Besc

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BESC -- BitWizard ESC

introduction

The BitWizard ESC is based on Benjamin Vedder's VESC. The BESC has as advantages that the FETS are better positioned so that they can be cooled. A disadvantage is that it is slightly larger so it takes a bit more space.

getting started

warnings

Power electronics is finicky stuff. Create a short somewhere and things blow up spectacularly immediately (or not (*)).

The BESC shuts down permanently when:

  • you connect the two sub-boards shifted one pin. Don't ask how I know.
  • the connector between both boards comes

loose. if your enclosure does not force the boards together, consider a tiewrap to keep them together.

  • In cardboard box, riding at 15A continuous for 20 minutes causes the board to overheat. Or at least enter thermal slowdown.


(*) it blows up trust me, just maybe not spectacularly.

connecting the motor and the battery

The power board needs connections to the motor and to the battery.

There are three obvious places for the motor wires. Right? Those are near a TAB for a FET. You MAY connect to that tab as well. There are 6-and-a-half feet of the other fet nearby. The leftmost is the gate. Do not short there. The middle, shorter one is the V+. Do not short there. That leaves five legs of the transistor that you're allowed to solder to. This last option is the easiest. Before powering it up: PLEASE check that you don't have any shorts. Check for shorts from the motor wires to both supply pins and to the gates of the highside FETs.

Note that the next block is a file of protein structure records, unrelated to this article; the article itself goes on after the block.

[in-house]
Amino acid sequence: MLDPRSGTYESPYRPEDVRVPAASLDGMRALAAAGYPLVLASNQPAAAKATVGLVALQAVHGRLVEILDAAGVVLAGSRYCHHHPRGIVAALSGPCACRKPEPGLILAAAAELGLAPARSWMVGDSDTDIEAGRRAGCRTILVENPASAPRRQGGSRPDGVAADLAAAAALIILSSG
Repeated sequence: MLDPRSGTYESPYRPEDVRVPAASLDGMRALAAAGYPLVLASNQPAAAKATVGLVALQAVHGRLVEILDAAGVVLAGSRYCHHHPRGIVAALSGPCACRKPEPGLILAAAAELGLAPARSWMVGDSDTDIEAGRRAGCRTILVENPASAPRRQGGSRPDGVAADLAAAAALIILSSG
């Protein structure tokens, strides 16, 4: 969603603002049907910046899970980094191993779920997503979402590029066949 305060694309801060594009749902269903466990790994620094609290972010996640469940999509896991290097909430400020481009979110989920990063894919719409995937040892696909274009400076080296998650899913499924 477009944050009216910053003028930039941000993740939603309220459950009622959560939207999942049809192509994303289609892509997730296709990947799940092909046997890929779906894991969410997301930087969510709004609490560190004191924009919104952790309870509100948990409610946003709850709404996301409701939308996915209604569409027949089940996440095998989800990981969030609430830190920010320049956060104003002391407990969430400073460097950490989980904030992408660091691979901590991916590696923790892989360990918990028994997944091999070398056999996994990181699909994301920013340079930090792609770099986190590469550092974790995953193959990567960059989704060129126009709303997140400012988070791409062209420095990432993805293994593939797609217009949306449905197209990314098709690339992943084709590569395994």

If you have the power-board right-side-up, you'll have the battery connections nearest yourself, the pin header on the right. The left battery connection is the battery +, the right one is the ground. Double check: The battery + is connected to all three tabs of the high side fets. Those are the tabs nearest the PCB edge. The battery - is connected to all three shunt resistors. (according to your multimeter: both sides ;-) ).

Keep the capacitors as close as possible to the board. Consider soldering them between the ground side of the shunt resistors and the tabs of the high-side fets.

The back of the power board is meant for cooling. At 20A max current, and riding 18 minutes at 15A I heated my board into thermal slowdown yesterday night. I should get a bit better cooling for my own bike.

If you're going to cool that side of the PCB, make sure your wires do not protrude through the PCB, or short against the heatsink.





(*) it blows up trust me, just maybe not spectacularly.